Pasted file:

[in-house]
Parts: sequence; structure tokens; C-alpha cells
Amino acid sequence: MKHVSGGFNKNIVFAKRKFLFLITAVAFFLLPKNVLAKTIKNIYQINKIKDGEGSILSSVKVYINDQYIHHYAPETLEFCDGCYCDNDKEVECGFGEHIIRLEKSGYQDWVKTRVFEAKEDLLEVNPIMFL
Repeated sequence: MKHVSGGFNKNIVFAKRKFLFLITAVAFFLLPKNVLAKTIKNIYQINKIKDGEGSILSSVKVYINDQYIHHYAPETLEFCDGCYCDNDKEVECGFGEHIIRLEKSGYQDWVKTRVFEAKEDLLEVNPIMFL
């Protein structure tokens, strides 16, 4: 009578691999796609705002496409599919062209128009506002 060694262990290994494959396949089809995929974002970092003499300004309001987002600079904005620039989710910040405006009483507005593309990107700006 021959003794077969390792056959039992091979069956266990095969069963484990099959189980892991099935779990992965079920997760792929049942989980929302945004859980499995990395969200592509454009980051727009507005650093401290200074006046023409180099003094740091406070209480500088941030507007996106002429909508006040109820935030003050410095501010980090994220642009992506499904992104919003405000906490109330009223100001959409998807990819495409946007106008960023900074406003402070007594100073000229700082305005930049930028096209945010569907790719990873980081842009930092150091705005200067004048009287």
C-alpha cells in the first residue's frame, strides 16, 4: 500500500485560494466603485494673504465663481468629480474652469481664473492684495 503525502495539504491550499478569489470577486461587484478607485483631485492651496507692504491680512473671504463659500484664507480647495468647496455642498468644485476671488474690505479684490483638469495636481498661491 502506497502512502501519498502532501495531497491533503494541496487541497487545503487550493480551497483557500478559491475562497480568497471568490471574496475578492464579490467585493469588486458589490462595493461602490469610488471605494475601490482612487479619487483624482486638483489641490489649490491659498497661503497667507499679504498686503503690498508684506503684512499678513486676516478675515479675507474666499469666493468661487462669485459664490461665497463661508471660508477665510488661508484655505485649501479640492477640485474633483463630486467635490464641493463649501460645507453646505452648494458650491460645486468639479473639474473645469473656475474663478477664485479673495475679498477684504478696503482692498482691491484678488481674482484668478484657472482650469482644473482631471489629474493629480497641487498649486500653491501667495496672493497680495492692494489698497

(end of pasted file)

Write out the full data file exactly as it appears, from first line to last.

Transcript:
[in-house]
Parts: sequence; structure tokens; C-alpha cells
Amino acid sequence: MKHVSGGFNKNIVFAKRKFLFLITAVAFFLLPKNVLAKTIKNIYQINKIKDGEGSILSSVKVYINDQYIHHYAPETLEFCDGCYCDNDKEVECGFGEHIIRLEKSGYQDWVKTRVFEAKEDLLEVNPIMFL
Repeated sequence: MKHVSGGFNKNIVFAKRKFLFLITAVAFFLLPKNVLAKTIKNIYQINKIKDGEGSILSSVKVYINDQYIHHYAPETLEFCDGCYCDNDKEVECGFGEHIIRLEKSGYQDWVKTRVFEAKEDLLEVNPIMFL
């Protein structure tokens, strides 16, 4: 009578691999796609705002496409599919062209128009506002 060694262990290994494959396949089809995929974002970092003499300004309001987002600079904005620039989710910040405006009483507005593309990107700006 021959003794077969390792056959039992091979069956266990095969069963484990099959189980892991099935779990992965079920997760792929049942989980929302945004859980499995990395969200592509454009980051727009507005650093401290200074006046023409180099003094740091406070209480500088941030507007996106002429909508006040109820935030003050410095501010980090994220642009992506499904992104919003405000906490109330009223100001959409998807990819495409946007106008960023900074406003402070007594100073000229700082305005930049930028096209945010569907790719990873980081842009930092150091705005200067004048009287």
C-alpha cells in the first residue's frame, strides 16, 4: 500500500485560494466603485494673504465663481468629480474652469481664473492684495 503525502495539504491550499478569489470577486461587484478607485483631485492651496507692504491680512473671504463659500484664507480647495468647496455642498468644485476671488474690505479684490483638469495636481498661491 502506497502512502501519498502532501495531497491533503494541496487541497487545503487550493480551497483557500478559491475562497480568497471568490471574496475578492464579490467585493469588486458589490462595493461602490469610488471605494475601490482612487479619487483624482486638483489641490489649490491659498497661503497667507499679504498686503503690498508684506503684512499678513486676516478675515479675507474666499469666493468661487462669485459664490461665497463661508471660508477665510488661508484655505485649501479640492477640485474633483463630486467635490464641493463649501460645507453646505452648494458650491460645486468639479473639474473645469473656475474663478477664485479673495475679498477684504478696503482692498482691491484678488481674482484668478484657472482650469482644473482631471489629474493629480497641487498649486500653491501667495496672493497680495492692494489698497